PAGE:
Benjamin Banneker

Benjamin Banneker

African-American naturalist, mathematician, astronomer and almanac author

by Dale Ricardo Shields


Courtesy of

Born: November 9, 1731, Baltimore County, MD
Died: October 9, 1806, Oella, Catonsville, MD

Robert Banneker (father)
Mary Banneky (mother)

Our nation’s capital would not be the same if it wasn’t for Benjamin Banneker, the Black architect hired by George Washington, the first President of the United States, to design the city of Washington, DC. It was actually Thomas Jefferson himself who highly recommended that Banneker be placed on the planning committee.

The former designer who walked off the job took all the plans with him, but Banneker was able to save the project by reproducing a complete layout of all the streets, parks, and major buildings. Not only was he able to do it from memory, but he was also able to do it in just two days!
How he came to be a genius architect
Banneker’s grandmother was from England, but she immigrated to the Baltimore, Maryland area and married one of her slaves named Bannaky. Their daughter also married one of their slaves, and she gave birth to Benjamin Banneker in 1731. According to the law at the time, if the mother was free, the child, although bi-racial, would not have to become a slave.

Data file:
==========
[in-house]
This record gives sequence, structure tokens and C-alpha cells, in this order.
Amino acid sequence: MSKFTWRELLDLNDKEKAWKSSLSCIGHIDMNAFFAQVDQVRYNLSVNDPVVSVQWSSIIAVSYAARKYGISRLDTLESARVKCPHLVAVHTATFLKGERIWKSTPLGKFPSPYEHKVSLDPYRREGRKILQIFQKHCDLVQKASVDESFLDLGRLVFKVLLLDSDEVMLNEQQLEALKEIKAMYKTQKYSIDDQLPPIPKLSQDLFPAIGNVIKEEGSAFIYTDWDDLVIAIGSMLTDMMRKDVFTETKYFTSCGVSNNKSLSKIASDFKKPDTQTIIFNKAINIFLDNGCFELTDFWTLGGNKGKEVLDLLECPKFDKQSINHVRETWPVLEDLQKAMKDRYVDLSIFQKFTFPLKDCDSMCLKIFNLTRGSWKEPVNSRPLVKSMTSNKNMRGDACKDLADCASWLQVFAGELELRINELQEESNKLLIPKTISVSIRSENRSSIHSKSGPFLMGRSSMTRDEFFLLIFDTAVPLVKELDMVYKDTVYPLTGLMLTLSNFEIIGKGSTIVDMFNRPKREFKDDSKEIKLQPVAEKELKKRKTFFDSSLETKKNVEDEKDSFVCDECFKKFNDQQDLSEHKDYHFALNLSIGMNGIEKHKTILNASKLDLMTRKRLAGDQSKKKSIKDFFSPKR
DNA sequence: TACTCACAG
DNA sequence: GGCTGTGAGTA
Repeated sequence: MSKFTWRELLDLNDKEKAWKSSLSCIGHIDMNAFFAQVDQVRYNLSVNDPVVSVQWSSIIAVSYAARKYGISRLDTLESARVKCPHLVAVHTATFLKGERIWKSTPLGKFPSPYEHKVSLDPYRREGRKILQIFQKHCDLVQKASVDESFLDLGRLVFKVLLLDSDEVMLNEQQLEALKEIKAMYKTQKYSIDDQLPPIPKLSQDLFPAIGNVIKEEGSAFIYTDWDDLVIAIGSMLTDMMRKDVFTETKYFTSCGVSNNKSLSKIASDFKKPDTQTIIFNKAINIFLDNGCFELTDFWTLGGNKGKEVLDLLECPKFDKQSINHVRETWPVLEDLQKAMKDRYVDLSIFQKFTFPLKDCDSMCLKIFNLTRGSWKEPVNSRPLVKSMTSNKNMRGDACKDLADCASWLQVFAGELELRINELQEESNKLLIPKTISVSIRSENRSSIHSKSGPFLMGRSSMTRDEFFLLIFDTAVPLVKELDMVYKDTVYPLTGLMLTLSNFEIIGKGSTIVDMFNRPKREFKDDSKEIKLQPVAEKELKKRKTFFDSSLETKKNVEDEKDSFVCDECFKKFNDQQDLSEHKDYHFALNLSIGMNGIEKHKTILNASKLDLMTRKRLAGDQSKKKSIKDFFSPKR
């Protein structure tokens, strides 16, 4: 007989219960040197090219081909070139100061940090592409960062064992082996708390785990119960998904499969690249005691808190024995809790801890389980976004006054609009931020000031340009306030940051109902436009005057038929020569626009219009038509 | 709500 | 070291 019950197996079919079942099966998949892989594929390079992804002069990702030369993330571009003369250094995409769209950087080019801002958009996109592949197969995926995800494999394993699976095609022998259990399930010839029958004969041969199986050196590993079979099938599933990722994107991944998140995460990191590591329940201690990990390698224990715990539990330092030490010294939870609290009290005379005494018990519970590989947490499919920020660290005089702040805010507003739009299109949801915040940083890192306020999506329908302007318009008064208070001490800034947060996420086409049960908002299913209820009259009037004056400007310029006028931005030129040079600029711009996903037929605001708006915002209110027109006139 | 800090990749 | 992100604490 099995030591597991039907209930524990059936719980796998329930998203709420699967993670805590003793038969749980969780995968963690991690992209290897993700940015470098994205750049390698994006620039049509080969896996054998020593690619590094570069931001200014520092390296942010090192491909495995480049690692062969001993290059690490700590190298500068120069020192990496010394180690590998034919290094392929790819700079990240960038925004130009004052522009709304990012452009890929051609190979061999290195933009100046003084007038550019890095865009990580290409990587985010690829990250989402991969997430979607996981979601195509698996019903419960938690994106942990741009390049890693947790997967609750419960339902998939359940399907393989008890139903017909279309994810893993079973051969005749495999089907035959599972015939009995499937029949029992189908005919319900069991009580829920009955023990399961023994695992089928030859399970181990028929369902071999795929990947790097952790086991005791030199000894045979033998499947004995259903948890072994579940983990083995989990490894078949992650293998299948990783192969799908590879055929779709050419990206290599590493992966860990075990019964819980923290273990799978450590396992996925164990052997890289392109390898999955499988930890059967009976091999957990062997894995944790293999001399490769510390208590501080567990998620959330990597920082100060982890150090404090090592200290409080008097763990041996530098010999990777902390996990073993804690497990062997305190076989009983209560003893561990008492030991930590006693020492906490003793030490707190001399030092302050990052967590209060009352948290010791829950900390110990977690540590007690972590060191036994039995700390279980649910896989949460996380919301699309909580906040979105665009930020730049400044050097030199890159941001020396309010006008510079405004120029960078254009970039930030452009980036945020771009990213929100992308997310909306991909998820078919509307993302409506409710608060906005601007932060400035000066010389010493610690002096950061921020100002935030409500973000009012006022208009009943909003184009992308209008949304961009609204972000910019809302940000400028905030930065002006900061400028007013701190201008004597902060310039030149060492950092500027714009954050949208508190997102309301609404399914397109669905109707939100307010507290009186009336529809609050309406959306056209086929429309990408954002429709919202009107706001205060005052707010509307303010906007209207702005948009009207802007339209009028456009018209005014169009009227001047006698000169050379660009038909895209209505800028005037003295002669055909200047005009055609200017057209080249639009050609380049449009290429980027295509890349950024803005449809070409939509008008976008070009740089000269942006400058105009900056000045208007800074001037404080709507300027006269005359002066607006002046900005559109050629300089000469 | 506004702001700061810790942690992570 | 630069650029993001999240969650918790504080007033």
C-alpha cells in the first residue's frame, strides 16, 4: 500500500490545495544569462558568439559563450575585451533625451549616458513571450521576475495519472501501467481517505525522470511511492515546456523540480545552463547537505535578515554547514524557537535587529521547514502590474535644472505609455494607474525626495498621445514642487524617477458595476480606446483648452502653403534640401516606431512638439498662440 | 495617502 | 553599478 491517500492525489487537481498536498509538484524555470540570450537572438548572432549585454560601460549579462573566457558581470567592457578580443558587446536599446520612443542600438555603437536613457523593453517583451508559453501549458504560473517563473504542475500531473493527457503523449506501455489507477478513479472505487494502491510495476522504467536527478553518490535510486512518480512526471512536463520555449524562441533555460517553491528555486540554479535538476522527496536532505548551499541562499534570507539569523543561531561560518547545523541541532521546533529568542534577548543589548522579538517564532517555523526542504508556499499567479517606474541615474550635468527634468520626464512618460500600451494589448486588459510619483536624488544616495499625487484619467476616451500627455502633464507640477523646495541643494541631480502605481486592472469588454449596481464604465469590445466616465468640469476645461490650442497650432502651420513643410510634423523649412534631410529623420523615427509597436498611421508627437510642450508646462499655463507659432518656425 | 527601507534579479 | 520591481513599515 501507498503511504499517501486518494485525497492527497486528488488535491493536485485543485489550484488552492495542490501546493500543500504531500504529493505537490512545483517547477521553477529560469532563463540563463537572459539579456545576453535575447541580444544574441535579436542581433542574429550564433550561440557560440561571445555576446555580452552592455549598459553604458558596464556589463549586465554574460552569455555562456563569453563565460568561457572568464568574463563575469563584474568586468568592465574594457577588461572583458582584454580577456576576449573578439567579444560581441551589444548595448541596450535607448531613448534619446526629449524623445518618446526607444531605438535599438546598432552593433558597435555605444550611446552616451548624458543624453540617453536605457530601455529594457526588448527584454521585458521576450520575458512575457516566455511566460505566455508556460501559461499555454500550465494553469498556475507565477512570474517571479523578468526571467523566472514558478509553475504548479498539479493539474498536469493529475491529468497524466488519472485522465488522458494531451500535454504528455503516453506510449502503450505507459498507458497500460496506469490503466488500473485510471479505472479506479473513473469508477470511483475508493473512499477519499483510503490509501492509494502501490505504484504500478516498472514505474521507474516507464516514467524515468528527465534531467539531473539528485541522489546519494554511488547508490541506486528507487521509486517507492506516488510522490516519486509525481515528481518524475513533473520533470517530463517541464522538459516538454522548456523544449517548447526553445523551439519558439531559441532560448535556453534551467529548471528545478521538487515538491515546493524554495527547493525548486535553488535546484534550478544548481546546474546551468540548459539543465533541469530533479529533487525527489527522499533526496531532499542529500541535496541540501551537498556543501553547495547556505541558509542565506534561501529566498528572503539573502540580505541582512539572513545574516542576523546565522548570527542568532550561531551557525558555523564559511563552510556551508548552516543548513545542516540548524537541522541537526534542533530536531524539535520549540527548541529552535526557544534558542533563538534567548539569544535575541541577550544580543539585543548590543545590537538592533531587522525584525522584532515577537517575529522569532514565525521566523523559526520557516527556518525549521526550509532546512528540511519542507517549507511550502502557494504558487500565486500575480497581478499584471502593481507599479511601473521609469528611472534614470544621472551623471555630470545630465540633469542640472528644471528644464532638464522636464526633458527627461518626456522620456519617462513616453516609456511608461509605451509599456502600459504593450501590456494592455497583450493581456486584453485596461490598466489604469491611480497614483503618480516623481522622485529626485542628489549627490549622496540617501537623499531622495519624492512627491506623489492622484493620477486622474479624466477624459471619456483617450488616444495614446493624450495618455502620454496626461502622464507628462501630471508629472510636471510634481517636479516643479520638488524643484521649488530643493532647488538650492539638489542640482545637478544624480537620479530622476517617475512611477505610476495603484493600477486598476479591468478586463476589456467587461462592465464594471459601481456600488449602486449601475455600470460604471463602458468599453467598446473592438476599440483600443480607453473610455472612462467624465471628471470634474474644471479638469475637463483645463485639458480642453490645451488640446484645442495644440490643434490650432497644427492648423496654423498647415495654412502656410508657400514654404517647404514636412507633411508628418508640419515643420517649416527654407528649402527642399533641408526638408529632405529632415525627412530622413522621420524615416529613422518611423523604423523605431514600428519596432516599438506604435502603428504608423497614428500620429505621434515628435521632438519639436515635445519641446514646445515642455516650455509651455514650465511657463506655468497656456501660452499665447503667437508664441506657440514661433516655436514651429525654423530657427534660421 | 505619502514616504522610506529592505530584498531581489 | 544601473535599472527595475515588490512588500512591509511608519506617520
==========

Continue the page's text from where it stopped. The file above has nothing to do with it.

So, Banneker was able to attend an elementary school run by Quakers, a religious group that broke away from the established Church of England. He later adopted many Quaker habits and ideas, and as a young man in 1753, he was inspired to create his own clock made entirely of wood. His invention was so impressive at the time that it propelled his reputation tremendously, and until today, he is known as the inventor of “America’s first clock” – which kept perfect time for forty years.
His early accomplishments revealed how much of a genius he was and helped him to later become a reputable architect, mathematician, engineer, and even astronomer.

“Without Benjamin Banneker, our nation’s capital would not exist as we know it. After a year of work, the Frenchman hired by George Washington to design the capital, L’Enfant, stormed off the job, taking all the plans. Banneker, placed on the planning committee at Thomas Jefferson’s request, saved the project by reproducing from memory, in two days, a complete layout of the streets, parks, and major buildings. Thus Washington, D.C. itself can be considered a monument to the genius of this great man.